Thursday, February 08, 2007

Conventional Settings

Howdy folks, this here's Reader Mail Day. Today's message is from Patrick. It says...

Craig said:
> I know the lengths and limitations of contemporary settings, and an
> interesting first generation drama engine cannot be made well inside them.

Patrick: I'd be interested to read a post on the limitations of
contemporary settings sometime. Why wouldn't Facade classify as n
interesting 1st gen engine? Does this mean that Crawford's Balance of
Power 2k is doomed to failure? Would a magical element to the realism
enable the dynamic?

Well, interesting question(s), Patrick! Let's just tackle it bit by bit. Unlike the king of hearts, I have a tendency to start in the middle and then spread in both directions, stopping when I hit the beginning. The mad hatter would be proud.

"Does this mean that Crawford's Balance of Power 2k is doomed to failure?"

I don't know. I was under the impression the original was a political game, is the idea for the new one to do it with social dynamics? If so, then yes, it is doomified! Doooooooomed!

"Why wouldn't Facade classify as n interesting 1st gen engine?"

Facade had two claims to fame. The first was a natural language interpreter. While impressive, it has nothing to do with social gameplay and is not exactly a breakthrough. The second was a method of creating "interesting" progressions using a weighted scene-control engine. This also has nothing to do with social play, instead having a lot to do with pacing and progression.

The engine of Facade had nothing to do with social play. The game itself had social play, yes, because they spent umpteen years painstakingly programming in every possible social progression. Even though many people were impressed, Facade's engine is NOT viable for abstraction to other social games.

Its success is an amazing study in the willingness of players to ignore irritations and bugs for even the slightest hint of real-feeling characters. In that sense, it was a breakthrough. But they accomplished real-feeling characters by writing out hundreds of lines of dialog and injecting them with tangible emotion by getting voice actors. That is not viable for abstraction. It's not even an engine.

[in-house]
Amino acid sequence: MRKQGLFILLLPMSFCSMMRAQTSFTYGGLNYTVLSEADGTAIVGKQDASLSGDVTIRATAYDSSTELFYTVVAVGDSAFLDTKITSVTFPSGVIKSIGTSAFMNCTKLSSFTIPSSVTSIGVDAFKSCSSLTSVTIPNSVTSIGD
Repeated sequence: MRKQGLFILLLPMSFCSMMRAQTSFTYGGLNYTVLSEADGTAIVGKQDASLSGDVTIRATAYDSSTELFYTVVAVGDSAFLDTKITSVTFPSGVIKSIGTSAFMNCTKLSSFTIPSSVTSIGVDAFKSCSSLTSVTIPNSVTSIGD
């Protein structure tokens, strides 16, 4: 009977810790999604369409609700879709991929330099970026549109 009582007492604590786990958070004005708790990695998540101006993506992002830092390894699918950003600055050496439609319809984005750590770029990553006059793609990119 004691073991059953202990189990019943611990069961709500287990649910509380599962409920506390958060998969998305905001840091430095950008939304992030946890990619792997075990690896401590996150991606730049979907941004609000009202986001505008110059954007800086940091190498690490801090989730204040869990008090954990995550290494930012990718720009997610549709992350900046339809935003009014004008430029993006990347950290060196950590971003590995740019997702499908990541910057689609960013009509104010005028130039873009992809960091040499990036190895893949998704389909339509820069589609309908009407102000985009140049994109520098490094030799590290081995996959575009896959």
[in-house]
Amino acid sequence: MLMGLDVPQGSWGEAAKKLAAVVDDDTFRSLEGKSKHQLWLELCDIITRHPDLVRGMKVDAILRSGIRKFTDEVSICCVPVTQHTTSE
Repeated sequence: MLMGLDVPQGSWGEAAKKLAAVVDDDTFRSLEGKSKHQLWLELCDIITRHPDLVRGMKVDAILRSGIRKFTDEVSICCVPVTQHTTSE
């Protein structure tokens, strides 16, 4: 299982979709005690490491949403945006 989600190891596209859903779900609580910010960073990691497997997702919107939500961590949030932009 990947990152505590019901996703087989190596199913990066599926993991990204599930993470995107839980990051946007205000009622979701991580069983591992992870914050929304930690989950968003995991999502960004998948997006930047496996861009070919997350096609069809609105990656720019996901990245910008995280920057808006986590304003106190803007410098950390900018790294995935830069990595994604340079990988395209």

Answers 1 and 2 were pretty much "those aren't this". Answers 3 and 4 will be "this is this". I will show my amazing highwire trapeze act and answer them both... at the same time! Dun-dun-daaaa!

"Would a magical element to the realism enable the dynamic?"
"I'd be interested to read a post on the limitations of contemporary settings sometime."

All my various theories and tests on the subject have led me to believe that the problems everyone thinks we're having with social games are simply symptoms. The difficulties in simulating a character and in having meaningful emotion are two commonly cited problems, but that's like saying that people need stronger legs to fly, because they keep breaking their legs when they jump off the freakin' building. If they learn to fly, suddenly the leg-breaking problem solves itself. Wonder of wonders!

I can't say for sure I know the root problem, but my current ridiculous theory is that in order to have a socially meaningful world, the relationship system needs to support three things. I'll skip the first two, as the third is really all you need to know:

3) Continuous feedback. The relationship has to allow for complex, high-grain feedback to respond to the player's socialization and other world events.

A feedback loop is, by its nature, a growing thing. In order for feedback to be interesting, it has to continuously be shaped by and butting up against other factors. Those factors are likely to be both the player's actions and the world. The problem becomes that in order to be interesting for long enough, the feedback system needs to have a highly varied environment to be shaped by. In order to keep from running out even then, the relationship needs to be bumped and shocked into different permutations that present new issues and challenges to the jaded player. Alternately, the player can switch to new people who cycle in new ways.

Now, imagine a likely contemporary setting. An office or a school. You can socialize with the people there. What does the feedback do? You get to be friends with someone, or nab a girlfriend, and then what? That's not a complex feedback system, it's a toggle.

In order to make it last any longer, you have to add actions for the player to take. Now you can have "tiers" in a relationship - you can hold hands, but not kiss. Or kiss, but not make out. Or whatever. Still, you're just climbing a ladder, not socializing.

You have to add complexity in the form of a world to interact with. This offers both footholds to better relationships and challenges to accomplish. Today, she's sick. Will you visit her? It's Christmas, what present do you buy - a stuffed bear, a ring, red lingerie? Today, the police are investigating her in relation to a murder - is she innocent? How do you react when she says, "would you still love me if I was guilty?"